Fourth in the Series of Monthly Workshops with David Chen
Relating Objects in the Background to Those in the Rest of Your Composition
Most of us are aware of the concept of the foreground, middle and background divisions in compositions. These planes help the artists to create depth in a scene so that the viewer gets the impression of looking into a painting, not just at a two dimensional flat surface.
When creating these planes, however, we need to think about the relationships between items and objects in each of these areas. without a flow, or reltaitonship in a painting, we end up with a load of disjointed and unrelated objects that have no ‘conversations’ going on between them.
Workshop Number Four of Five 2016
Tutor: David Chen
In this session we discussed the difference between painting portraits using high key colours in contrast to low key, and where these methods have been and are used. Since the Impressionists began using colour so much more dramtically, and the invention of many new colours during the 19th and 20th centuries, high key, or colourist paintings have become the trend for painters. This is in contrast to the low key, and dramatic portraits of artists like Rembrandt, who used a limited palette, a strong single light source from a window for example, and dark simplified backgrounds.
Modern painters often use the wet in wet technique to complete portraits in a single sitting, and the strong use of light and shadow is dismissed for use of colour. This can sometimes mean that the dramatic shadows in paintings of the past is missing, resulting isn a ‘washed out’ look.
Building up a painting by creating a tonal underpainting in a single colour (like a burnt sienna) means more time to create and complete a work, as the undertpainting needs to be allowed to dry bofore the colour layer is added. A telented colleague of mine Cathy van Ee uses this technique very successfully.
To see some of Cathy;s work go to her site at: http://www.vaneegallery.net.
Painting Workshop with David Chen
Understanding the Use of Intense Colour and Grey Tones
I sat in on an extra workshop this weekend, and this extra session was very helpful in pushing my use of colour. As a mainly tonal painter, my paintings tend to not push colour to extremes, I paint in a manner that uses a realist/impressionist crossover so my application of the paint can be conservative in a lot of areas.
The reason why I, and other artists, attend workshops like this one, is that they give you a new perspective and challenge you to go outside of your comfort zone. For me it means using more paint, lashing it on with broad strokes, and looking at my subject with new eyes. It means taking reality and bending it to my will, and creating a new vision. This may mean replacing one colour with another one, or several others. It may mean adding or deleting things from what I am looking at. It pushes me to be a creative painter and not just a copier of the real world around me.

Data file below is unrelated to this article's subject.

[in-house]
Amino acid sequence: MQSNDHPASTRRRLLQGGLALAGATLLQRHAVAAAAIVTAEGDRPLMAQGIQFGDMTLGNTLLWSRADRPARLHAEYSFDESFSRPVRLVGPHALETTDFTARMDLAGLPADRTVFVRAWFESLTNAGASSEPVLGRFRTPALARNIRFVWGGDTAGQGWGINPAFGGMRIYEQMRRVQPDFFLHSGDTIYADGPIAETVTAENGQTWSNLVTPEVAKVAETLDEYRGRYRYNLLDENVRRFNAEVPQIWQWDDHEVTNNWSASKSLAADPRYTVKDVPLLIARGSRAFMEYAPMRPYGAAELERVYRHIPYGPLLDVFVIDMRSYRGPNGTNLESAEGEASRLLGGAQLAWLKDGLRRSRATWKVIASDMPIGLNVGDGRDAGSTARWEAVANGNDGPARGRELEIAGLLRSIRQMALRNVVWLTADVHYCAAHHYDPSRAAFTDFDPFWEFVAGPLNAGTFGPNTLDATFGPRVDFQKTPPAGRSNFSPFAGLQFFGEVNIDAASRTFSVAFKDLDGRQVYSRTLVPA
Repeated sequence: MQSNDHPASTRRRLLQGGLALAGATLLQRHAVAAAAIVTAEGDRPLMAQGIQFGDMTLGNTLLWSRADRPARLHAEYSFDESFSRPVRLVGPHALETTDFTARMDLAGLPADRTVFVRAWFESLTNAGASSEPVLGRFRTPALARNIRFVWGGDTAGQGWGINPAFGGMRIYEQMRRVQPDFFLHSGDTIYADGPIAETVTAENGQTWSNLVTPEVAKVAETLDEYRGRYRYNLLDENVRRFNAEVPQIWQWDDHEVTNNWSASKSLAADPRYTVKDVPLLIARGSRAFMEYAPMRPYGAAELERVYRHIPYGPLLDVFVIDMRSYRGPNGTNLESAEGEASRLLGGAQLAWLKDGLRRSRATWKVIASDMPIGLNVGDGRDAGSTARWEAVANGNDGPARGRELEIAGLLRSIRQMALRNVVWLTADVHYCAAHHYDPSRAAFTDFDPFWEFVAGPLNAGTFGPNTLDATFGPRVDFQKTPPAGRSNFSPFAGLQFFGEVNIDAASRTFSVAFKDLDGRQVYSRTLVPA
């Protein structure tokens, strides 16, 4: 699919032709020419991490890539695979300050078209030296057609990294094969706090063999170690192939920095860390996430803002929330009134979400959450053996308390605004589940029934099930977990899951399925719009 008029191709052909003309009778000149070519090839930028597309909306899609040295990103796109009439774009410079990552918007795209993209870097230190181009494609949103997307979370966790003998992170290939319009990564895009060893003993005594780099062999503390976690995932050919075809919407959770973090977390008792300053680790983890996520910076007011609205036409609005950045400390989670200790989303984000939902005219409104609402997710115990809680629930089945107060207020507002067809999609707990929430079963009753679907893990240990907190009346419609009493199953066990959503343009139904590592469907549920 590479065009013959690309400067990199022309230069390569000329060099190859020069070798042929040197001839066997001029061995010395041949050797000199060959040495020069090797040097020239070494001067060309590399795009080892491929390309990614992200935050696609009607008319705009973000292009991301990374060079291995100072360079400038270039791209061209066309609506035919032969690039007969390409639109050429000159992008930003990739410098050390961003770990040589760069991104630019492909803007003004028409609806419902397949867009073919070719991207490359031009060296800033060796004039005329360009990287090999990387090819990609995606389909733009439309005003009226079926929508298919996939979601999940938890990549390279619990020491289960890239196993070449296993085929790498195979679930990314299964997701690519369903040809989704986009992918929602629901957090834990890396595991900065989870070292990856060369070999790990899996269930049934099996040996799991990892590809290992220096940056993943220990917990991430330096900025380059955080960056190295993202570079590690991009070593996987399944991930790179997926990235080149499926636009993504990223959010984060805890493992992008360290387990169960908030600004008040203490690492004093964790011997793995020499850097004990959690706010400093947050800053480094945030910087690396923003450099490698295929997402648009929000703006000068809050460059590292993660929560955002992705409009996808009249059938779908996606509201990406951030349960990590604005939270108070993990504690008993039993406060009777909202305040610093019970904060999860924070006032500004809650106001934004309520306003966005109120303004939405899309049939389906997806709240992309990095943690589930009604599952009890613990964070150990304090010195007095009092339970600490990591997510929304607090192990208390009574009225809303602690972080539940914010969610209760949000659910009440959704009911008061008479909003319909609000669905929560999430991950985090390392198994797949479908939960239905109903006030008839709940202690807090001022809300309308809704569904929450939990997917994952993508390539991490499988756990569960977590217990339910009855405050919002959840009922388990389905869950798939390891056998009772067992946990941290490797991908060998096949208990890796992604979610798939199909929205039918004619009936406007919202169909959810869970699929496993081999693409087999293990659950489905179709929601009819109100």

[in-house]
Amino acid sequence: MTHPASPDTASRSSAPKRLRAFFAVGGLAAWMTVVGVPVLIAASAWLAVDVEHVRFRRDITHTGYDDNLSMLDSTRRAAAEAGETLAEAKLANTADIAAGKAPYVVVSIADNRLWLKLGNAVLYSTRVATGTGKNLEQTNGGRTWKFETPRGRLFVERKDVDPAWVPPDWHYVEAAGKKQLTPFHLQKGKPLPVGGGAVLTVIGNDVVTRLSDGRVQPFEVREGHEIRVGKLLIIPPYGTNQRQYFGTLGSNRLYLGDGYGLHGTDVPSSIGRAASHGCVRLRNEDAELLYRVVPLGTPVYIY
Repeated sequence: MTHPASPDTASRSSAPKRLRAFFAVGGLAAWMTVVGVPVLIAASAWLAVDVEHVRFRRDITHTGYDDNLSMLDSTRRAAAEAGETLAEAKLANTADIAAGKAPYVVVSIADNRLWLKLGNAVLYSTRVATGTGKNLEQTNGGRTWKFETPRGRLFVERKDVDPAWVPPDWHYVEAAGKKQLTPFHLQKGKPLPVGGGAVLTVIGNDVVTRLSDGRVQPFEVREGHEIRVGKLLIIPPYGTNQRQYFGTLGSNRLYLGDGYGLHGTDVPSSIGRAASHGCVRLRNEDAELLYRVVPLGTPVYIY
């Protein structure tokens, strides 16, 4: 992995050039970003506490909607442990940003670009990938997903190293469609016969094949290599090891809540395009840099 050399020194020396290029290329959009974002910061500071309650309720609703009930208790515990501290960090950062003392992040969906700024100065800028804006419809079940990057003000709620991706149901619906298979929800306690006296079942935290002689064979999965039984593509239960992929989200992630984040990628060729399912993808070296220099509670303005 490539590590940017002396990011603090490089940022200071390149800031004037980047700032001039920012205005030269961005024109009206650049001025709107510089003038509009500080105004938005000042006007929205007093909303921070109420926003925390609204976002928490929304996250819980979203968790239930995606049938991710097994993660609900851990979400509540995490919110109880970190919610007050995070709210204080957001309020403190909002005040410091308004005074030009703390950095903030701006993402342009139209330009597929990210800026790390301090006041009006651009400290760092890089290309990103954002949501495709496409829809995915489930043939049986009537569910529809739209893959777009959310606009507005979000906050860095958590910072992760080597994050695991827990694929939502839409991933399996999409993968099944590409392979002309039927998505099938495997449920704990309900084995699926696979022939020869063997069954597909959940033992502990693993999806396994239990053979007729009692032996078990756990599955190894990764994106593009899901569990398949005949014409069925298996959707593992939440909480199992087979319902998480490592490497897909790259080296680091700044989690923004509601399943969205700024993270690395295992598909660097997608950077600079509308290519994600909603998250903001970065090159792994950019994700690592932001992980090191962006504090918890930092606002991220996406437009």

Venue: Frankston Chisholm
Tutor: Bill Hay
The way we light the model for life drawing makes a huge difference. Like portrait drawing and painting, the light and shadow creates drama, and helps to form the contours of the body.
Famous artists have used dramatic lighting to create some of the most impressive portraits and nude studies in art history. Two examples of lighting used to its best are by artists Vermeer and Rembrandt. Vermeer used light through windows, seatng or standing his models so that the light cast strong highlights on to them. Rembrandt painted haunting portraits by keeping one side of the face in shadow and in the case of his self portraits, placing a dark background around the face.
(NOTE: Drawings of nude male figure follow in this article)
Venue: Frankston Chisholm
Tutor: Bill Hay
Creating form when drawing the body is mostly done by using the light source and tonal qualities created by light and shadow.
For this session, we started with some usual line drawings and then advanced on to creating a tone over the surface of the paper to draw into and then erase for highlights. If you have never tried this method before, it is a quick way to create interesting drawings that have more than just lines to depict the curves and proportions of the human body.
(NOTE: Drawing of nude female figure follows in this article)